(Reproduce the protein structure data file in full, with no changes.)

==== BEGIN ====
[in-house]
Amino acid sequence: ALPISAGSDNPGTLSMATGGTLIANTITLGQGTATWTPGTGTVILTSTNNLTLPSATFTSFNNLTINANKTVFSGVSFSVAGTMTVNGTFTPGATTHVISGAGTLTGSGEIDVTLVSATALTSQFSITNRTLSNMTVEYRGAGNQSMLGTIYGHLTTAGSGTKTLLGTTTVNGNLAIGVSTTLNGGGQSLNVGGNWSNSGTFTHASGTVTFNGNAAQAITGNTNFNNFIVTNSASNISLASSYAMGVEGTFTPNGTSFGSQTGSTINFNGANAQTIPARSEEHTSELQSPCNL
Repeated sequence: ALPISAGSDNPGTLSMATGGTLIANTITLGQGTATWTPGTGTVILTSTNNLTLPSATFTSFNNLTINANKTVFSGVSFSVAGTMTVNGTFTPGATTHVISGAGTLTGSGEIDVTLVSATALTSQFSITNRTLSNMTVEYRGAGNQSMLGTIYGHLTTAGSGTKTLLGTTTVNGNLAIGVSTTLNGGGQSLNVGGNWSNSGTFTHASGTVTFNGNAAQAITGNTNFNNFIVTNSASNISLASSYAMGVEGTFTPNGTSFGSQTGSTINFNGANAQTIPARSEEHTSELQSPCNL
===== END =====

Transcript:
[in-house]
Amino acid sequence: ALPISAGSDNPGTLSMATGGTLIANTITLGQGTATWTPGTGTVILTSTNNLTLPSATFTSFNNLTINANKTVFSGVSFSVAGTMTVNGTFTPGATTHVISGAGTLTGSGEIDVTLVSATALTSQFSITNRTLSNMTVEYRGAGNQSMLGTIYGHLTTAGSGTKTLLGTTTVNGNLAIGVSTTLNGGGQSLNVGGNWSNSGTFTHASGTVTFNGNAAQAITGNTNFNNFIVTNSASNISLASSYAMGVEGTFTPNGTSFGSQTGSTINFNGANAQTIPARSEEHTSELQSPCNL
Repeated sequence: ALPISAGSDNPGTLSMATGGTLIANTITLGQGTATWTPGTGTVILTSTNNLTLPSATFTSFNNLTINANKTVFSGVSFSVAGTMTVNGTFTPGATTHVISGAGTLTGSGEIDVTLVSATALTSQFSITNRTLSNMTVEYRGAGNQSMLGTIYGHLTTAGSGTKTLLGTTTVNGNLAIGVSTTLNGGGQSLNVGGNWSNSGTFTHASGTVTFNGNAAQAITGNTNFNNFIVTNSASNISLASSYAMGVEGTFTPNGTSFGSQTGSTINFNGANAQTIPARSEEHTSELQSPCNL